Studies find little long-distance impact from oilsands

EDMONTON — A pair of recently published studies question the long-distance environmental impact of the oilsands.

EDMONTON — A pair of recently published studies question the long-distance environmental impact of the oilsands.

The two studies from the University of Waterloo couldn’t find any increase over time of toxic hydrocarbons or heavy metals in sediments from lakes and rivers on the Athabasca Delta north of the oilsands mines.

“We observe no measurable evidence of related far-field airborne metal contamination in the Peace—Athabasca Delta located (about) 200 km to the north,” says one of the studies published in the online journal PlosOne.

The other study, published in Science of the Total Environment, comes to a similar conclusion about hydrocarbon deposits in lakes downstream of the mines.

“Despite rapid growth of oilsands development during the past 25 years, the data reveal no measurable increase in concentration or proportion of river-transported bitumen-associated indicator (hydrocarbons).”

That study says the Athabasca River remains a major source of hydrocarbons in the environment as it erodes through the same deposits being mined.

The studies were funded by oilsands giant Suncor. The scientists said other sources of funding were unavailable and Suncor didn’t influence either the design of their work or its conclusions.

Other widely cited studies have previously found significant contamination within a 50-kilometre radius of oilsands developments, which are numerous in northeastern Alberta. More are planned.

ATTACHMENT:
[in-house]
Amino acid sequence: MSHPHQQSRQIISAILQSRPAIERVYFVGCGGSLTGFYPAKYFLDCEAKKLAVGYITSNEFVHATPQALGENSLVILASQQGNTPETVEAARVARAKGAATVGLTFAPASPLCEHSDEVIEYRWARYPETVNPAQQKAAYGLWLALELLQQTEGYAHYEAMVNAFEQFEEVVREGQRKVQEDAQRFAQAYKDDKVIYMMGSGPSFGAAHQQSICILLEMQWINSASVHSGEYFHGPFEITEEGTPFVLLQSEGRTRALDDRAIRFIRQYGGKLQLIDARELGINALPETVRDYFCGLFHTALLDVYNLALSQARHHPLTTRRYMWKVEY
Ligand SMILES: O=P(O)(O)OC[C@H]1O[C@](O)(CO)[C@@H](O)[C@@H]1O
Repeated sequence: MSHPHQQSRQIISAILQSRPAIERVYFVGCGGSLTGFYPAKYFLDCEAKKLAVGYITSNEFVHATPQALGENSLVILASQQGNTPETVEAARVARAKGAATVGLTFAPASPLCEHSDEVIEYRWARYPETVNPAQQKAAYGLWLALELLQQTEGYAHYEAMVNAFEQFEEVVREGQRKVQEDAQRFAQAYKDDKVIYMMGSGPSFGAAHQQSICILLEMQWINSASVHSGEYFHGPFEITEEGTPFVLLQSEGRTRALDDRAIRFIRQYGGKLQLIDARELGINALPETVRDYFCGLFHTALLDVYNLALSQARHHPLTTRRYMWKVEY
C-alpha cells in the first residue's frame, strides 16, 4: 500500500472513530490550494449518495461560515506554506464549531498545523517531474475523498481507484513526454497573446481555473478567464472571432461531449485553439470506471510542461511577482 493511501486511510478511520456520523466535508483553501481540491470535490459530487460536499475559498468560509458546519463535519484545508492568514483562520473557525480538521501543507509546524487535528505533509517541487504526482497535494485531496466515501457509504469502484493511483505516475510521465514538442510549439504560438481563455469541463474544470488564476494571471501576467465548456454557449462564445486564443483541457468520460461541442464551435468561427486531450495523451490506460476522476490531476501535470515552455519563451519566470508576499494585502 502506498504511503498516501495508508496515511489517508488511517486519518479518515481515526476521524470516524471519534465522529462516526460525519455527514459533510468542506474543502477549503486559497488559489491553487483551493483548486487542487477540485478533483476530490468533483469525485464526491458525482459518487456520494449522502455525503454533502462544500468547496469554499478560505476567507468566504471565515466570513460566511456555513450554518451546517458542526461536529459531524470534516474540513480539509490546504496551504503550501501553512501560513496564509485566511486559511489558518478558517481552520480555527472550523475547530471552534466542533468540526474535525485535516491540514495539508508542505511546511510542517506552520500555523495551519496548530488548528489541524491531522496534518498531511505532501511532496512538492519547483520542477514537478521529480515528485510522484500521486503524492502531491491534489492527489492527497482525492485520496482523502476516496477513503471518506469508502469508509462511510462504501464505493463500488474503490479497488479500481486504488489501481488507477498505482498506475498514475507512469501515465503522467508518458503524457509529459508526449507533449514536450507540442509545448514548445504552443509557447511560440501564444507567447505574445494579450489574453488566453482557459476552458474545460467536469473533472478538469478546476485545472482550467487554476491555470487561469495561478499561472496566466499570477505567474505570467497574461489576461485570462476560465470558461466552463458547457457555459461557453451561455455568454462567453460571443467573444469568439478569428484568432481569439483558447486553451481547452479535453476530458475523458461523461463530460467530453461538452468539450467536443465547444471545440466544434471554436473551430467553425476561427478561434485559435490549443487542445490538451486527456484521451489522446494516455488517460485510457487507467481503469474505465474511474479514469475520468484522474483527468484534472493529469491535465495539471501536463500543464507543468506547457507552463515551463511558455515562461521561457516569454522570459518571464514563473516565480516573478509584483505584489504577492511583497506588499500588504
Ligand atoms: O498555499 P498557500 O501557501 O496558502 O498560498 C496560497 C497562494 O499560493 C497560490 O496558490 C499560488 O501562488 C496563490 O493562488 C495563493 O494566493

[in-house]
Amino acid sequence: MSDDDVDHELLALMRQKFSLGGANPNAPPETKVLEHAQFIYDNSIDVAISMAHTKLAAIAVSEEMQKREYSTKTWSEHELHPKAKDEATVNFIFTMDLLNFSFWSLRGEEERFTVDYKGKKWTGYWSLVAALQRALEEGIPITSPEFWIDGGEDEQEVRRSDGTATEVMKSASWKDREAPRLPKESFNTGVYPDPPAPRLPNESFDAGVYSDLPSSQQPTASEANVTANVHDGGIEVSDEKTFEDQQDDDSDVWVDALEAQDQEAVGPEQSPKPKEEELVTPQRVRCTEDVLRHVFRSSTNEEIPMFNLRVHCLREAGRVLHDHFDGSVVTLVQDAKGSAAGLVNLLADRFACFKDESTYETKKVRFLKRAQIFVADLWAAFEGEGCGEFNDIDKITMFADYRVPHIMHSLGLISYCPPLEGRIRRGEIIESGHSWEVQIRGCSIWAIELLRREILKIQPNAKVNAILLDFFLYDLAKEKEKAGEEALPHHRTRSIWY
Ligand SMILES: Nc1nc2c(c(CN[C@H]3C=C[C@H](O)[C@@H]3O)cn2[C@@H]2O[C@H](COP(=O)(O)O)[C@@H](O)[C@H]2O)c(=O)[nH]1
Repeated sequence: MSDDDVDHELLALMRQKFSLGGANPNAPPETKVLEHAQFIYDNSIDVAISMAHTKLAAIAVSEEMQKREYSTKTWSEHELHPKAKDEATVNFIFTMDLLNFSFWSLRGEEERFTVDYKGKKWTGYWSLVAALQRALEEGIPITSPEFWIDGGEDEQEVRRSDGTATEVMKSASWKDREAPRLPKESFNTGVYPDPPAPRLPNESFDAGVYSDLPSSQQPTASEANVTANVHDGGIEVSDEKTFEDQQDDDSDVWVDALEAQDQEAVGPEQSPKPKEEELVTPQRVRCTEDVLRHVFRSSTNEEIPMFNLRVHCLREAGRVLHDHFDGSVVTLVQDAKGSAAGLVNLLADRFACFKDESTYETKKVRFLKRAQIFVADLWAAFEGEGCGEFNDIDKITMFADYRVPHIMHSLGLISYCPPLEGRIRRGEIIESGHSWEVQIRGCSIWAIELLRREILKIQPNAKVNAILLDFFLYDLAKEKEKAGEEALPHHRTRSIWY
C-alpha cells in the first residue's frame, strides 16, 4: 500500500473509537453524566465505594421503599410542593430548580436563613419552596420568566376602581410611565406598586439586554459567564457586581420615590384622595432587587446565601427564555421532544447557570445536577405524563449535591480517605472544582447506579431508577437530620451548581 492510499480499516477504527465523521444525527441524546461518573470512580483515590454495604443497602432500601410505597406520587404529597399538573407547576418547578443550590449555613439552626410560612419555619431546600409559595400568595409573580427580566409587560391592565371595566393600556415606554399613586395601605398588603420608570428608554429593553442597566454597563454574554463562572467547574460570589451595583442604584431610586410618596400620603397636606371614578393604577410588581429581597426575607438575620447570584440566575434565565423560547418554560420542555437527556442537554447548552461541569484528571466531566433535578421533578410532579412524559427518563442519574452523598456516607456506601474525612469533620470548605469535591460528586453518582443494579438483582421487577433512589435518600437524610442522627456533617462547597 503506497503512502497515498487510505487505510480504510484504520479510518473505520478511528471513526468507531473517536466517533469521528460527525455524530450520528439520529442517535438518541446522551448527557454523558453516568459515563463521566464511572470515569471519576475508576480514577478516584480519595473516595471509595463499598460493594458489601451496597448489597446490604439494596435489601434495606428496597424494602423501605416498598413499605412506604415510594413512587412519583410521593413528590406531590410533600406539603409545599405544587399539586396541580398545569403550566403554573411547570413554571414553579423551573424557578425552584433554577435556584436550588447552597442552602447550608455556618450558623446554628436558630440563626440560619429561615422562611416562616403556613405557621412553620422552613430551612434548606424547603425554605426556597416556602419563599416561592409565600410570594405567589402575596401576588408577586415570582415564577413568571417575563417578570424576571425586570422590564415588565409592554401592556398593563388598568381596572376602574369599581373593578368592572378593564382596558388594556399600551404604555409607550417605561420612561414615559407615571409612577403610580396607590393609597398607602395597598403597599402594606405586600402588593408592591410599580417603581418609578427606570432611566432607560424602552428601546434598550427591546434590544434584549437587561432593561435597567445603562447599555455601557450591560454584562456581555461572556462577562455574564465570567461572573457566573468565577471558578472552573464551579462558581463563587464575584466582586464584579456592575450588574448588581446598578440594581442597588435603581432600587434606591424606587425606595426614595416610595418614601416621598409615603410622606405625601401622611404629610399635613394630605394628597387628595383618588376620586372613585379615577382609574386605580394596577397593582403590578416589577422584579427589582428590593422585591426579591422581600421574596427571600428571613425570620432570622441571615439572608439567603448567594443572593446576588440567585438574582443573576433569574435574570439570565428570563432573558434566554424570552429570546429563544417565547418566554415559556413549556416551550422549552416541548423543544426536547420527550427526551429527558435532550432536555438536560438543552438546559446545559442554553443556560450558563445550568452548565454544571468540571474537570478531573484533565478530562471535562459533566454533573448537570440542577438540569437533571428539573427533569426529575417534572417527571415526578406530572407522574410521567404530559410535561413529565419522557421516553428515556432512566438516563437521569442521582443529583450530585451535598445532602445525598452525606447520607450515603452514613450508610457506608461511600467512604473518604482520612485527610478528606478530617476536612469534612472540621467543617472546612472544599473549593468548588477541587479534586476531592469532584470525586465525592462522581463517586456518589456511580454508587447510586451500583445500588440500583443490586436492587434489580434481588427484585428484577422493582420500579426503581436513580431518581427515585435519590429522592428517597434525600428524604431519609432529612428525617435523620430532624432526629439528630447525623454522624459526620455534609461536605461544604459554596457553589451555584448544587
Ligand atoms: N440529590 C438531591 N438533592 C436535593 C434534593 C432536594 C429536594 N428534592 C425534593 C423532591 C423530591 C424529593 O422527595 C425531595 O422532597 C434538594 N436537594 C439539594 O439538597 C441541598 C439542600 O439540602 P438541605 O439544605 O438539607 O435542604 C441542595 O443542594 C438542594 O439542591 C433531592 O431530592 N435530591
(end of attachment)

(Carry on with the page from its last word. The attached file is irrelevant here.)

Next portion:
The scientists used sediment core samples from riverbeds and lakes going back more than 200 years.

While the teams found that levels of toxic heavy metals such as lead, arsenic and mercury have fluctuated over the years, those changes didn’t seem associated with oilsands activity.

“Enrichment of these metals peaked between 1950 and 1970 (at about 30 to 45 per cent above pre-industrial values) and has been declining since,” one of the reports says.

“Mercury enrichment began about two decades later (post-1940s), peaked between 1965 and 1990, and has since declined.”

The other study used a similar method to examine hydrocarbon deposits in several lakes downstream from the oilsands in the Athabasca Delta. The scientists said they couldn’t find an increase in those deposits since oilsands mining began.

“Natural processes responsible for delivering bitumen from along the banks of the Athabasca River and its tributaries can account for the (hydrocarbons) most associated with a bitumen origin.”

The report acknowledges its conclusions are based on sediments drawn from a single lake, but adds that the lake is in an area where it should be a good indicator of what’s in the sediments.

Some of the conclusions are being disputed by other scientists.

Peter Lee and Kevin Timoney, who published a 2011 paper arguing that industry has increased contaminant levels from the oilsands, said in a commentary that the Waterloo papers still don’t distinguish between natural and artificial sources of bitumen in the water.

They say the study area is far too small and the data too limited to support the conclusions.

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